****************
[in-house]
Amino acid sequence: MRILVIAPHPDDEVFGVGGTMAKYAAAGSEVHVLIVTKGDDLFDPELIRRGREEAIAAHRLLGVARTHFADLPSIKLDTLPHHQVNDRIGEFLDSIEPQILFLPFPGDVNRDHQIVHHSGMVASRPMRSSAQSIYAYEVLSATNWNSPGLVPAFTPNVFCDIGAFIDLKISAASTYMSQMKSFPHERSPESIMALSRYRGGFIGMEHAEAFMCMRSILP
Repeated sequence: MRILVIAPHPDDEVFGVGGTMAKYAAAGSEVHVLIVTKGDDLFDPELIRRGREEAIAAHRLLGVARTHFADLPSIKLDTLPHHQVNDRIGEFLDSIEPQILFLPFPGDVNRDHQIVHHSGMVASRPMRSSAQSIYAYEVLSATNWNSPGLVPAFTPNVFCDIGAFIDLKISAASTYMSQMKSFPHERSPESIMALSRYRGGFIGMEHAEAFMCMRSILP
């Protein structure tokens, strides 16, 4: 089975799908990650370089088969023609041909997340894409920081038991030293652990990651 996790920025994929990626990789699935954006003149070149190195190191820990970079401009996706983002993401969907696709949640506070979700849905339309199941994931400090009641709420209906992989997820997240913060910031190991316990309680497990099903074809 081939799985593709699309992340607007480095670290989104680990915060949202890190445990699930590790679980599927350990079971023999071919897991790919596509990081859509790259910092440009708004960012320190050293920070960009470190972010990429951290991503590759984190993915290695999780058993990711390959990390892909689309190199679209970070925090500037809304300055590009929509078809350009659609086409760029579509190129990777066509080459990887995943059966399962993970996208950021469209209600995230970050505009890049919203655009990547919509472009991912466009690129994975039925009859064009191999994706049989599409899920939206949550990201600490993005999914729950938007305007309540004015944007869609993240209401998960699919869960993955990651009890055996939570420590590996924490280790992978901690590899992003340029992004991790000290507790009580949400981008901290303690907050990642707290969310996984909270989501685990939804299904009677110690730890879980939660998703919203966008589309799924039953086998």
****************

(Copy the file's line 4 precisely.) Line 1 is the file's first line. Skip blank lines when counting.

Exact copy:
């Protein structure tokens, strides 16, 4: 089975799908990650370089088969023609041909997340894409920081038991030293652990990651 996790920025994929990626990789699935954006003149070149190195190191820990970079401009996706983002993401969907696709949640506070979700849905339309199941994931400090009641709420209906992989997820997240913060910031190991316990309680497990099903074809 081939799985593709699309992340607007480095670290989104680990915060949202890190445990699930590790679980599927350990079971023999071919897991790919596509990081859509790259910092440009708004960012320190050293920070960009470190972010990429951290991503590759984190993915290695999780058993990711390959990390892909689309190199679209970070925090500037809304300055590009929509078809350009659609086409760029579509190129990777066509080459990887995943059966399962993970996208950021469209209600995230970050505009890049919203655009990547919509472009991912466009690129994975039925009859064009191999994706049989599409899920939206949550990201600490993005999914729950938007305007309540004015944007869609993240209401998960699919869960993955990651009890055996939570420590590996924490280790992978901690590899992003340029992004991790000290507790009580949400981008901290303690907050990642707290969310996984909270989501685990939804299904009677110690730890879980939660998703919203966008589309799924039953086998």